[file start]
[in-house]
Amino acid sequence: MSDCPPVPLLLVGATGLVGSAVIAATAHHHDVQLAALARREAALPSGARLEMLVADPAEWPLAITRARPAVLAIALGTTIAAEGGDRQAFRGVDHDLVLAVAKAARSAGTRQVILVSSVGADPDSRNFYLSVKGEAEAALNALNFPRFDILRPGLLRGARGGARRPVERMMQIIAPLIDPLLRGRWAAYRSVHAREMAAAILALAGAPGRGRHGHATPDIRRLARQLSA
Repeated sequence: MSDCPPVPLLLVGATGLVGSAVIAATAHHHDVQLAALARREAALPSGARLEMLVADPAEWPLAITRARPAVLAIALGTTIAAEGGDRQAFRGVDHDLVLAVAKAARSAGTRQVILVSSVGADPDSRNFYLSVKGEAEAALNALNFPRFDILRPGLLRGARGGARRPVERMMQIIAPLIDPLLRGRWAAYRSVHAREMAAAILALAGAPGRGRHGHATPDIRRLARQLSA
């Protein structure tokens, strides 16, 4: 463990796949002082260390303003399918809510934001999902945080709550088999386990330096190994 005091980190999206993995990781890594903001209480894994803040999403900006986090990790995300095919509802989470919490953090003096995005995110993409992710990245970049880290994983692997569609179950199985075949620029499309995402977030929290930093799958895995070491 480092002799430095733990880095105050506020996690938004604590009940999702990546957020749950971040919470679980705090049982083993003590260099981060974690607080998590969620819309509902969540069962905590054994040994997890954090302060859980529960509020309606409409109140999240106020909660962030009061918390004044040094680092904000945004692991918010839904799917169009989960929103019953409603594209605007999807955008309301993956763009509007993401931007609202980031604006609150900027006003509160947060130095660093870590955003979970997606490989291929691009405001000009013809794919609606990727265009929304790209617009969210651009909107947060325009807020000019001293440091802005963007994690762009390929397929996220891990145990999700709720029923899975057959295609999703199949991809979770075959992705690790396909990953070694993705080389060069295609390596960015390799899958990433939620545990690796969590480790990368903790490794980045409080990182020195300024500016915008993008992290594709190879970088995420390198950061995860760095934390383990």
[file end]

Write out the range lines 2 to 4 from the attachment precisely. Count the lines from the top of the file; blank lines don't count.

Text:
Amino acid sequence: MSDCPPVPLLLVGATGLVGSAVIAATAHHHDVQLAALARREAALPSGARLEMLVADPAEWPLAITRARPAVLAIALGTTIAAEGGDRQAFRGVDHDLVLAVAKAARSAGTRQVILVSSVGADPDSRNFYLSVKGEAEAALNALNFPRFDILRPGLLRGARGGARRPVERMMQIIAPLIDPLLRGRWAAYRSVHAREMAAAILALAGAPGRGRHGHATPDIRRLARQLSA
Repeated sequence: MSDCPPVPLLLVGATGLVGSAVIAATAHHHDVQLAALARREAALPSGARLEMLVADPAEWPLAITRARPAVLAIALGTTIAAEGGDRQAFRGVDHDLVLAVAKAARSAGTRQVILVSSVGADPDSRNFYLSVKGEAEAALNALNFPRFDILRPGLLRGARGGARRPVERMMQIIAPLIDPLLRGRWAAYRSVHAREMAAAILALAGAPGRGRHGHATPDIRRLARQLSA
């Protein structure tokens, strides 16, 4: 463990796949002082260390303003399918809510934001999902945080709550088999386990330096190994 005091980190999206993995990781890594903001209480894994803040999403900006986090990790995300095919509802989470919490953090003096995005995110993409992710990245970049880290994983692997569609179950199985075949620029499309995402977030929290930093799958895995070491 480092002799430095733990880095105050506020996690938004604590009940999702990546957020749950971040919470679980705090049982083993003590260099981060974690607080998590969620819309509902969540069962905590054994040994997890954090302060859980529960509020309606409409109140999240106020909660962030009061918390004044040094680092904000945004692991918010839904799917169009989960929103019953409603594209605007999807955008309301993956763009509007993401931007609202980031604006609150900027006003509160947060130095660093870590955003979970997606490989291929691009405001000009013809794919609606990727265009929304790209617009969210651009909107947060325009807020000019001293440091802005963007994690762009390929397929996220891990145990999700709720029923899975057959295609999703199949991809979770075959992705690790396909990953070694993705080389060069295609390596960015390799899958990433939620545990690796969590480790990368903790490794980045409080990182020195300024500016915008993008992290594709190879970088995420390198950061995860760095934390383990």